Employee of Year: Joe Schneider
|At the June 2008 Commission meeting, Joe Schneider was commended for being named Employee of the Year and recognized for 10 years of service to the Conservation Commission and state of Oklahoma.
Joe Schneider honored as Employee of the Year and for 10 Years' Service
At the June 20ly Commission meeting, Joe Schneider was commended for being named Employee of the Year and recognized for 10 years of service to the Conservation Commission and state of Oklahoma.
The Conservation Commission's Awards and Recognition Committee had announced at the May 2008 full staff meeting that Joe Schneider had been selected as Employee of the Year. He was selected from four winners of Employee of the Quarter awards for 2007. He was named as Employee of the Quarter at the December 2007 staff meeting. Schneider joined OCC's Water Quality Division in July 1998 and is is Eucha Project Coordinator. The nomination for Schneider stated “Joe brings a vast amount of local knowledge to the project and is excellent at building relationships with personnel in other state and federal agencies as well as those interested in participating in the project. This has been an integral part of the success of the project. Joe is the OCC’s 'guru' for information about agriculture and water quality in northeastern Oklahoma.”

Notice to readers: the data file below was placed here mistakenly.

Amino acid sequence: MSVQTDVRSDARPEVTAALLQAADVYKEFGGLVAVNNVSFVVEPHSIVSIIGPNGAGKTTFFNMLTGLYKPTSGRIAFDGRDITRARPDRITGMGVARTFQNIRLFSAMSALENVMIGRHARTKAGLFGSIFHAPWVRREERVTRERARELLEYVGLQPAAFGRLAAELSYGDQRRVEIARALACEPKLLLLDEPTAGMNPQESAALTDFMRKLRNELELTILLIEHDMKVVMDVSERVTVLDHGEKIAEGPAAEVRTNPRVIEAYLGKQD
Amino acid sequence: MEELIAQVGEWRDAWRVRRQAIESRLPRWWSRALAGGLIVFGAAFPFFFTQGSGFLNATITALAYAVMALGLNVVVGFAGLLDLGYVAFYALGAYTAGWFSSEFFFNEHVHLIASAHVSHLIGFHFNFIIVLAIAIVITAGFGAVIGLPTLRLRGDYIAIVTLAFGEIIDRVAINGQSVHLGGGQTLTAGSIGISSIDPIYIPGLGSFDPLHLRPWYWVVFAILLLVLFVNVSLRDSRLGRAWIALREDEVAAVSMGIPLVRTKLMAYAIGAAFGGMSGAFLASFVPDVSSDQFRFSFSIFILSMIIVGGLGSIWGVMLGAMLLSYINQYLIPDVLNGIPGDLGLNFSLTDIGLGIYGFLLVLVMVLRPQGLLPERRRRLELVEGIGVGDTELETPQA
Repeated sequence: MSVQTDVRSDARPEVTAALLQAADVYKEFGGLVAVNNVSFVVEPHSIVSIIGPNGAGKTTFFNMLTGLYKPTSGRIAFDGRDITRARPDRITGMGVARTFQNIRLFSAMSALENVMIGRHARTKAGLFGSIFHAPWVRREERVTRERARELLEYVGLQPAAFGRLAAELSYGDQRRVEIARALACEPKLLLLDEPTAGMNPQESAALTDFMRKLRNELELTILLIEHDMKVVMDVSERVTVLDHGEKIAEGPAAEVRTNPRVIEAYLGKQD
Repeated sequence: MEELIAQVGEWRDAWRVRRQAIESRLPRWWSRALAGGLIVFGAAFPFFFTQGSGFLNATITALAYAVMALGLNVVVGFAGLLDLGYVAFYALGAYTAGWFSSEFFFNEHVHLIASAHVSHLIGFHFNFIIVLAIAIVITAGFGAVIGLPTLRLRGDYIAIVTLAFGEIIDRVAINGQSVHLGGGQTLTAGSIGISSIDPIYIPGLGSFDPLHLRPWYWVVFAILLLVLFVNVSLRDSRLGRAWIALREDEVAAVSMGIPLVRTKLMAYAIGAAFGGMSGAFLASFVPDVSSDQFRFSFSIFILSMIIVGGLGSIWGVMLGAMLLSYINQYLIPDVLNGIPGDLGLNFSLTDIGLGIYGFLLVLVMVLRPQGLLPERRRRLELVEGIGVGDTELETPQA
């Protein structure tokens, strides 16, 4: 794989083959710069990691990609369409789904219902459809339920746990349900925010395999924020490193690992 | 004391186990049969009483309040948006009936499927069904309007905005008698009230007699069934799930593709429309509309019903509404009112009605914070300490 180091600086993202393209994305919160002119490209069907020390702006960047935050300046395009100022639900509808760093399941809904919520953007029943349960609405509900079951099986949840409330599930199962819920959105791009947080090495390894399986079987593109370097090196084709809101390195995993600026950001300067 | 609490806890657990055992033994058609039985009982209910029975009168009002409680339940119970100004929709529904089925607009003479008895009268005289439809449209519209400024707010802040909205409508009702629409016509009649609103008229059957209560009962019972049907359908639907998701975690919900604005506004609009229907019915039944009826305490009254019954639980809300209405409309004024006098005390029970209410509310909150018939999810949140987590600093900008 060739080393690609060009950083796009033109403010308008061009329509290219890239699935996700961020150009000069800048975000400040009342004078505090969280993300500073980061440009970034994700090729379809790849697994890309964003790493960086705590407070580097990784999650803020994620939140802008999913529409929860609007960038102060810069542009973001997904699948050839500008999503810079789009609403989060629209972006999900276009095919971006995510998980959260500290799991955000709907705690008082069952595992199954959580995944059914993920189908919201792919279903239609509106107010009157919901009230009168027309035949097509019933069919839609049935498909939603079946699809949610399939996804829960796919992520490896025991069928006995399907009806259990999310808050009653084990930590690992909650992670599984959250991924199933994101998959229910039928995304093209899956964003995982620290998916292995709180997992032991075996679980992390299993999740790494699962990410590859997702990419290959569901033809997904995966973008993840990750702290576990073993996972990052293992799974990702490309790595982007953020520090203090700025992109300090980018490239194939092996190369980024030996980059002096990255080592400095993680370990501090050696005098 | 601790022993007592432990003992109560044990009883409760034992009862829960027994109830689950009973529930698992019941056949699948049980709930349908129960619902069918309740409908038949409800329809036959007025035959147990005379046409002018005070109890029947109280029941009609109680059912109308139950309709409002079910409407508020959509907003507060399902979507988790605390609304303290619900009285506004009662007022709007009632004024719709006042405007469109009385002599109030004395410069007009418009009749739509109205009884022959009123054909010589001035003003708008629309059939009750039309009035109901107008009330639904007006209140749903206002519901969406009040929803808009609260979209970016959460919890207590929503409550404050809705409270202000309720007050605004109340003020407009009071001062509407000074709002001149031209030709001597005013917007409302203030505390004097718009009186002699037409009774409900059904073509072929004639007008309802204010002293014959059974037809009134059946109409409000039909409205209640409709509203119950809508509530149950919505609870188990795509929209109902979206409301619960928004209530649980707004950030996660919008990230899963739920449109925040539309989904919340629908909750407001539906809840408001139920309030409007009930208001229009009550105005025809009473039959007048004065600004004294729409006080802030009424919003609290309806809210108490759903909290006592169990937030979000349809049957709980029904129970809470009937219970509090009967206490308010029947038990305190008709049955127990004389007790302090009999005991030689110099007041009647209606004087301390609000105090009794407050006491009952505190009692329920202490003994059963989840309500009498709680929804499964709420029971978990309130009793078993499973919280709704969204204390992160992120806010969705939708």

After retiring from a career of more that 30 years with the USDA Natural Resources Conservation Service, Joe joined OCC's Water Quality division in 1998. OCC Assistant Director Ben Pollard commended Schneider for his ability to work with landowners and for sharing his experience with newer OCC employees. OCC Water Quality Director Dan Butler credited Schneider with the success of the Spavinaw and Beaty Creek watershed projects. "When Joe started on the Spavinaw project, landowners in the community were polarized against installing riparian buffers," Butler said. "Now it is an accepted conservation practice and Joe was able to get $1.8 million in practices put in place in three and a half years in that project," Butler said. Joe was continuing his successful track record in the state's new Conservation Reserve Program in northeast Oklahoma, Butler said.